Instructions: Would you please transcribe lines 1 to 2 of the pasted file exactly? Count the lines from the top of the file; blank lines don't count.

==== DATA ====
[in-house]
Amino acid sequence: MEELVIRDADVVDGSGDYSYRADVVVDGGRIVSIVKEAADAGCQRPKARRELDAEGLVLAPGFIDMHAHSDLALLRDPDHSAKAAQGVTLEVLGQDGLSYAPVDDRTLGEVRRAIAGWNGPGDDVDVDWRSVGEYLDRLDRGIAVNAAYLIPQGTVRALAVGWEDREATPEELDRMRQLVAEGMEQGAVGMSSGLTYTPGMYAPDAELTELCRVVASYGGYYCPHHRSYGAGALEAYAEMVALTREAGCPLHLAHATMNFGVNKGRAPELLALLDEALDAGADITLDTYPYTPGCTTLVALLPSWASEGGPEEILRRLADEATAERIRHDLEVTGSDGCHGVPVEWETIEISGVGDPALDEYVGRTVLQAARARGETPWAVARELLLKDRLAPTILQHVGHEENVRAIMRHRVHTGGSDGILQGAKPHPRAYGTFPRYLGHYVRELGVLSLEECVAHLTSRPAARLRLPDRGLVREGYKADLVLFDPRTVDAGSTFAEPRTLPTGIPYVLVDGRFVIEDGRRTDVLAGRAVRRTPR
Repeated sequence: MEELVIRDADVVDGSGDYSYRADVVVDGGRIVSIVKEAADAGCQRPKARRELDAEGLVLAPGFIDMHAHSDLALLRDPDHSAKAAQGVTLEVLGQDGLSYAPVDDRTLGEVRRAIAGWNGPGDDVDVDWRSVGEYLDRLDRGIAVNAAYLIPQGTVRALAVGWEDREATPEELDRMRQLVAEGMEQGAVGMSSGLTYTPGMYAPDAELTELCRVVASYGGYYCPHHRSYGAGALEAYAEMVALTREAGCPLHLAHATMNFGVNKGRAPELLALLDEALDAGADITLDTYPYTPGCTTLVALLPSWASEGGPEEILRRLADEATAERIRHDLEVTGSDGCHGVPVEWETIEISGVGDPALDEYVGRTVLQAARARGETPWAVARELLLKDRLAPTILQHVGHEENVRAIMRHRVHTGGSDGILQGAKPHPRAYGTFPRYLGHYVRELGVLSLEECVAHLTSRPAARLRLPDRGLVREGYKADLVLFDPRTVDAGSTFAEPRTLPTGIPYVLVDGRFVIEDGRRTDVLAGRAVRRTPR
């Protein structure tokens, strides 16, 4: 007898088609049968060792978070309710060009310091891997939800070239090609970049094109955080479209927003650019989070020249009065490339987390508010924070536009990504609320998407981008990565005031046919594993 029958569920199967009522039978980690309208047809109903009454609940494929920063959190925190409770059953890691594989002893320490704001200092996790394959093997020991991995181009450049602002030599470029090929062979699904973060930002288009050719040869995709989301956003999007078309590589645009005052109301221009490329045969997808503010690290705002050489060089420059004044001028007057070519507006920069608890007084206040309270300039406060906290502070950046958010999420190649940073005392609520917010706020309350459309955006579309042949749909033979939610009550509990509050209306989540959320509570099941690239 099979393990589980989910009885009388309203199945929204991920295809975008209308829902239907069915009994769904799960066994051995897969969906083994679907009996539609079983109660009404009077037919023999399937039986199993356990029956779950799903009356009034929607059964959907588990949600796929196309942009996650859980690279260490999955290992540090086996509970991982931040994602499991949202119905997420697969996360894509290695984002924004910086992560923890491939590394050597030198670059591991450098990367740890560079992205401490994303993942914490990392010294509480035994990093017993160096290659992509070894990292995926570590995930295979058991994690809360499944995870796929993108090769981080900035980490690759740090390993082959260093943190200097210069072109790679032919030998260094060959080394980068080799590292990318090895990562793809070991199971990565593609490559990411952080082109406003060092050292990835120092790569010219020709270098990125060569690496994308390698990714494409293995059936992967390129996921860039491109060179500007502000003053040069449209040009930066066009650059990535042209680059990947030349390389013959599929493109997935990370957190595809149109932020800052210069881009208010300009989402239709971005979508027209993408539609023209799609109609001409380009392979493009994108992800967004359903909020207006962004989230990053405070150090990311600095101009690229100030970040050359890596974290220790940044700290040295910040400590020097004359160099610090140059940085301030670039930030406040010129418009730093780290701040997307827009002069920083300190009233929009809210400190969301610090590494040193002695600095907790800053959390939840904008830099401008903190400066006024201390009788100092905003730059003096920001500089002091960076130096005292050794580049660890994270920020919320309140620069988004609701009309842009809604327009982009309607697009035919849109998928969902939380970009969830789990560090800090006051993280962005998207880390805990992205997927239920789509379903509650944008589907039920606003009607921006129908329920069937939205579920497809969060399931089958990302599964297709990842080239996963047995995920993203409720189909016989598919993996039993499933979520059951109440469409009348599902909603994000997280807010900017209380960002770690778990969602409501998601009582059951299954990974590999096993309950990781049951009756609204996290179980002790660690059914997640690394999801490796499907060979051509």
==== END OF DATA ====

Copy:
[in-house]
Amino acid sequence: MEELVIRDADVVDGSGDYSYRADVVVDGGRIVSIVKEAADAGCQRPKARRELDAEGLVLAPGFIDMHAHSDLALLRDPDHSAKAAQGVTLEVLGQDGLSYAPVDDRTLGEVRRAIAGWNGPGDDVDVDWRSVGEYLDRLDRGIAVNAAYLIPQGTVRALAVGWEDREATPEELDRMRQLVAEGMEQGAVGMSSGLTYTPGMYAPDAELTELCRVVASYGGYYCPHHRSYGAGALEAYAEMVALTREAGCPLHLAHATMNFGVNKGRAPELLALLDEALDAGADITLDTYPYTPGCTTLVALLPSWASEGGPEEILRRLADEATAERIRHDLEVTGSDGCHGVPVEWETIEISGVGDPALDEYVGRTVLQAARARGETPWAVARELLLKDRLAPTILQHVGHEENVRAIMRHRVHTGGSDGILQGAKPHPRAYGTFPRYLGHYVRELGVLSLEECVAHLTSRPAARLRLPDRGLVREGYKADLVLFDPRTVDAGSTFAEPRTLPTGIPYVLVDGRFVIEDGRRTDVLAGRAVRRTPR